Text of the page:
MSI B460 Motherboards Power Limit Overclocking Demonstrated With 10th Gen Comet Lake CPUs on Liquid & Air Cooling


During a live stream held last week, MSI showed the capabilities of its B460 & H410 motherboards using power limit overclocking on Intel's 10th Gen Comet Lake CPUs. MSI compared the overall performance of Core i9-10900 using a stock Intel provided configuration and one with their own enhanced (PL Overclock) settings.

Intel Core i9-10900 Performance Compared at Stock & Overclocked Settings Using Power Limit Overclock On MSI B460M Mortar Board - Results In Huge Performance Boost

The performance tests and comparisons were demonstrated on an MSI B460M Mortar which is an entry-level motherboard that will cost around $100 US. MSI demonstrated that you can still achieve some great performance boost using entry-level motherboards with a non-K chip. The CPU used is technically a Core i9-10900K which has been tweaked to operate as Core i9-10900. The reason MSI explains for doing this simulated run rather than using an actual Core i9-10900 was simply that they didn't have 2 Core i9-10900 CPUs available at the time of testing but they did have two Core i9-10900K CPUs available.

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Using Intel's XTU (Extreme Tuning Utility), the two Core i9-10900K's were tuned to operate at vastly different settings. One of the chips was set to Intel's default spec for the Core i9-10900 with its PL1 profile set to 65W and PL2 profile set to 225W and with a TAU of 28 seconds. The Core i9-10900 on the other testbed was set to 255W PL1 and 255W PL2 which is the max power limit overclock which MSI offers on its motherboards while ASUS offers up to 210W PL overclock on a single STRIX model.

MSI also stated that the maximum power draw on its B460 lineup is set to 210A whereas lower-end H410 series boards will feature a 180A current draw which is set by default to protect the power-circuits on the said motherboards.

Both CPUs were also set to the default clocks of the Core i9-10900 which is up to 5.2 GHz on a single core with thermal velocity boost and up to 4.6 GHz with all 10 cores operational. Having a higher power limit will definitely result in these CPUs hitting the said clock frequencies more commonly compared to their reference power limit profiles which could limit long/short term boosting capabilities.

Intel Core i9-10900 PL Overclocking Performance On MSI B460M Mortar Motherboard:

Starting with the performance, first of all, it's important to mention the cooling here as it plays a major role in these types of tests. Both setups used a 360mm AIO radiator on a $100 US board & Intel's 10 Core CPU that costs over $400 US. This was done to see the maximum potential of B460 motherboards when they aren't thermally throttled.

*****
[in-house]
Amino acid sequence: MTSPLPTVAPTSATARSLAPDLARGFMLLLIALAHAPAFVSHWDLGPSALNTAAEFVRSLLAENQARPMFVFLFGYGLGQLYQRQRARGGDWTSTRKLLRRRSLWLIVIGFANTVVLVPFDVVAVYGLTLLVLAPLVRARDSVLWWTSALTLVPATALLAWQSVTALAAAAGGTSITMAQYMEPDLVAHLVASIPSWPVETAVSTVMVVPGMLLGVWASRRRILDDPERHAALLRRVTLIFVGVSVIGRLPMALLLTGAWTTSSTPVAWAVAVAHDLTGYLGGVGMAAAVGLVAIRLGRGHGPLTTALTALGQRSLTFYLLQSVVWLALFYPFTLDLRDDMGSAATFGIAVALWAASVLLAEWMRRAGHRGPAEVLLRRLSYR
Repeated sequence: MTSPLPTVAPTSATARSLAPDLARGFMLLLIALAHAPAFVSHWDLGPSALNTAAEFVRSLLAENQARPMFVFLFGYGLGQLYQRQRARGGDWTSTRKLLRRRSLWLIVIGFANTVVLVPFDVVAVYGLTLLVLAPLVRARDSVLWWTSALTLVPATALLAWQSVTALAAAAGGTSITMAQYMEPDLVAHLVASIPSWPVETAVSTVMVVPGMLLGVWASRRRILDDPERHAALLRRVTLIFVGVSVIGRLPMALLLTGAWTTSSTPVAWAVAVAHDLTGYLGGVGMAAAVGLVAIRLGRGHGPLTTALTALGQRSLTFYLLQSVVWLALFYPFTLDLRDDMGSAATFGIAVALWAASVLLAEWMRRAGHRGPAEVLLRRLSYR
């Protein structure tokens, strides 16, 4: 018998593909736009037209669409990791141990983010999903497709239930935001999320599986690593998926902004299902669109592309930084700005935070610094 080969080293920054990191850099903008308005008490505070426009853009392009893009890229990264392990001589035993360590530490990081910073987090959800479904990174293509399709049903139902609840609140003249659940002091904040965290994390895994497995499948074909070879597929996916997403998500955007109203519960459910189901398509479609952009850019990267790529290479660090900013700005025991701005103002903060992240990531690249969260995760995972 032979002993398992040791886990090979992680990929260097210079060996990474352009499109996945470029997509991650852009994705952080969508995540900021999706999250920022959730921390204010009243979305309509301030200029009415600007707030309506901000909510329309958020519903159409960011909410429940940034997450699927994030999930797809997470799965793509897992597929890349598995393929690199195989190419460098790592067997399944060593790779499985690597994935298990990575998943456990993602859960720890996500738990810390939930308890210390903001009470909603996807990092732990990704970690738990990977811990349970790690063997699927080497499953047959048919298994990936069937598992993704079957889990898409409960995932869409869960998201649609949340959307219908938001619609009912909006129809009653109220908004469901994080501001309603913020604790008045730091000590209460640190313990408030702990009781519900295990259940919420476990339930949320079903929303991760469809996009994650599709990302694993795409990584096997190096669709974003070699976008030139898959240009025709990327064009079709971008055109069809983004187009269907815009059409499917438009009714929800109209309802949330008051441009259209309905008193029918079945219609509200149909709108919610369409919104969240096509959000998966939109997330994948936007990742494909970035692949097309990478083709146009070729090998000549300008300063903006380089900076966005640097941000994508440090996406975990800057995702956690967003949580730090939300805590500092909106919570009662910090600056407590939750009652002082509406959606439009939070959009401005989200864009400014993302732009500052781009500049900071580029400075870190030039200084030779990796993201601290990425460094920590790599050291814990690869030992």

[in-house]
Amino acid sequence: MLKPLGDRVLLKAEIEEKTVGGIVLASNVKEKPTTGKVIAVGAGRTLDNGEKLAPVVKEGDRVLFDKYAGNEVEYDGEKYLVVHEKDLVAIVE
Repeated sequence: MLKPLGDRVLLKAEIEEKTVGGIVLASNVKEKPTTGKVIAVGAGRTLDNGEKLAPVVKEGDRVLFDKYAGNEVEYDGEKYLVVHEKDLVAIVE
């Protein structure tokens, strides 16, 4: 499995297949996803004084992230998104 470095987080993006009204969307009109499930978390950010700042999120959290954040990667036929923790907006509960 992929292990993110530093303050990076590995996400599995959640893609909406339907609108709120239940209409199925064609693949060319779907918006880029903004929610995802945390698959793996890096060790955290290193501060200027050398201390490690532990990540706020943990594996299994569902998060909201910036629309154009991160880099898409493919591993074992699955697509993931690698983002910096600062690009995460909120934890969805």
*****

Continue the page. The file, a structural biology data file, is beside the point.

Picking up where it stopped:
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Compared to the non-PL overclock testbed which was running at an all-core frequency of just 3.2 GHz for all 10 cores which are just slightly above the base frequency of 2.8 GHz, the CPU with PL boost was operating at 4.6 GHz during the entire workload. At the same time, the CPU reported increased temperatures due to higher power input. The temperatures at average peaked around 60C compared to 36C on the standard Core i9-10900 while the package power was around 170W compared to 65W for the reference configured chip.

The stock chip scored 4308 points in Cinebench R20 whereas the PL boosted chip scored 5820 points which is a 35% increase in performance. Both CPUs do run with similar thermals & power when on idle mode but even at idle, the PL boosted chip comes close to its aforementioned TVB profile of 5.2 GHz. Despite the better cooling, the reference CPU is constrained by its power limit and hence drops down to much lower clock speeds quickly when compared to the 255W profile which sticks to higher clock speeds for an unlimited duration since there are no power or time constraints on it.

In AVX heavy workloads such as Prime95, even the 255W CPU dropped down short of its all-core boost frequency since it was hitting the max current draw limit of 210A. Still, an all-core frequency of 4.4 GHz is very respectable compared to the standard chip which can only boost up to 2.8 GHz across all cores.

MSI also conducted the same tests with its Core Frozr L series air heatsink cooler. In Cinebench R20, the CPU maintained the same package power and frequencies as with the 360mm cooler but the temperatures were noticeably higher at around 75-85C. The CPU scored pretty much the same score which was within the margin of error.

In the end, MSI also tested the testbed with a stock Intel CPU cooler but considering the CPU is inadequate for 255W, the power limits had to be revised and configured down to 80W (PL1) and 125W (PL2) with a TAU of 28 seconds. Some interesting find was that the CPU peaked to around 4.2-4.3 GHz during its PL2 duration of 28 seconds, hitting an average package power of around 125W. As soon as the PL2 profile tripped over to PL1, the package power and CPU clocks dropped down to 80W and 3.5-3.6 GHz, respectively.

The temperatures fluctuated between 70C (PL1) and 80C (PL2) using the stock Intel cooler. That's still an 8% performance boost over the standard Intel spec'd chip which was running under liquid cooling. For users buying non-K Core i7 & Core i9 CPUs to run on a B460 motherboard, a decent liquid cooler makes a lot of sense. You can read more about the power limit overclock technologies introduced by several manufacturers on Intel's H470, B460 and H410 motherboards in our detailed post over here.